FIG. 10 illustrates the manner in which FIGS. 10a-10c should be arranged.
FIGS. 10a-10c are schematic diagrams of a cylinder selection circuit.
FIG. 11 illustrates a schematic diagram of a signal generating circuitry.
Referring to FIG. 1, an exemplary V-8 internal combustion engine 11 is capable of being diagnosed by a prior art Sun Electric Model 2001 Engine Analyzer 13. Analyzer 13 is described in detail in U.S. Pat. No. 4,125,894 issued to Cashel et al on Nov. 14, 1978. The Cashel Patent is incorporated herein by reference to indicate the analyzer environment in which the preferred embodiment of the present invention may be utilized.
A plurality of engine monitoring leads 15 are connected to engine 11 at a plurality of locations for retrieving electrical signals and exhaust gas samples indicative of test data to be received by analyzer 13 for processing. Analyzer 13 includes a cathode ray tube (CRT) 17 for visually displaying various engine operating parameters and analysis information to the mechanic operator as the operator conducts different operating test sequences on the engine 11, as described in the Cashel Patent.
Engine 11 comprises cylinders or ignition chambers 19-26 which are fitted with sparkplugs or igniters 19a-26a (19a-22a are shown). Sparkplugs 19A-26A are connected to a distributor 27 by sparkplug leads 19 L-26 L (19 L being shown). Distributor 27 includes a rotor (not shown) which distributes high voltage ignition signals to each of the sparkplugs in a defined sequence. The rotor receives high voltage ignition signals from a coil assembly 29 comprising a primary coil (not shown) which is magnetically coupled to a secondary coil (not shown). Voltage signals are generated in the primary coil by an 8-sided cam (not shown) which is mechanically rotated in synchronism with engine 11 in order to periodically open and close contact points (not shown). The primary coil voltage induces in the secondary coil high voltage ignition or firing signals or pulses which fire the sparkplugs sequentially.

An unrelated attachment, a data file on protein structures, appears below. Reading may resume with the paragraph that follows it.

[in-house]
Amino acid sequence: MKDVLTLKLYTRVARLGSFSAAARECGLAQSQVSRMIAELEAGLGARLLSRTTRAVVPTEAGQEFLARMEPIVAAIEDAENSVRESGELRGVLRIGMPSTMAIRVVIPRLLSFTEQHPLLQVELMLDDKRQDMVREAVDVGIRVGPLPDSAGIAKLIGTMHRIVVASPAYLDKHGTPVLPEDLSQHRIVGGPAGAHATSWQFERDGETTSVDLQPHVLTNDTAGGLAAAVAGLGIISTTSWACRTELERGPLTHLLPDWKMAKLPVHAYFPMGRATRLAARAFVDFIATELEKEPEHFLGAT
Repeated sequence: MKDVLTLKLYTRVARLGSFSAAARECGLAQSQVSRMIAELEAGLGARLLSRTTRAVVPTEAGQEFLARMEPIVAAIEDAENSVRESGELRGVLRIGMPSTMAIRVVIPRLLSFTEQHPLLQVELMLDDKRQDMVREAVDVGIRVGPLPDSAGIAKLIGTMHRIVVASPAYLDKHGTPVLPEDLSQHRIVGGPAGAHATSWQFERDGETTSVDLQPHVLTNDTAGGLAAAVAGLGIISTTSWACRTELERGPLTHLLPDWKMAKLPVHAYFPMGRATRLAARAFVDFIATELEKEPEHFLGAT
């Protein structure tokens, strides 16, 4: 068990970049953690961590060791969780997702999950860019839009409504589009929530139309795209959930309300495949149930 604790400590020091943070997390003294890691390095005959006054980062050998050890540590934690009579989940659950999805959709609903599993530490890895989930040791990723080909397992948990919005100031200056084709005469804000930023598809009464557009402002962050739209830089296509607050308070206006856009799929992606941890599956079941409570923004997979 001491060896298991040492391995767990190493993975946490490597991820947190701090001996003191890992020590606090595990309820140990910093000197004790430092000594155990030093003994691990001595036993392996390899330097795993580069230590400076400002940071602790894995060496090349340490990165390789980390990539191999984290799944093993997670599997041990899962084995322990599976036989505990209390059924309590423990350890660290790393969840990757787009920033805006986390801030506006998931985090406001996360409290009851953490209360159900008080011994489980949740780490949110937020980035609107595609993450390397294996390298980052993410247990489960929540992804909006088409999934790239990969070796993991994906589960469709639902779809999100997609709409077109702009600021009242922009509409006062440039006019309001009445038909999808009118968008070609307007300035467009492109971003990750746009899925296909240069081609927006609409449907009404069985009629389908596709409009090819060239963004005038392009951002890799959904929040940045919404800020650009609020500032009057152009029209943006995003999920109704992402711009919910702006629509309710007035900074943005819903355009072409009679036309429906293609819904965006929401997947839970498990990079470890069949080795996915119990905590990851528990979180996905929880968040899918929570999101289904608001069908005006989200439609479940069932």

Although engine 11 has been described with a conventional mechanical contact point ignition system, it should be understood that the present invention may be used to diagnose engines having more sophisticated ignition systems in which electronic or semiconductor switches are used in place of mechanical contacts.
A preferred embodiment of the present invention may be incorporated into analyzer 13 for diagnosing an engine of the above-described type. The preferred embodiment is illustrated in block form in FIG. 2.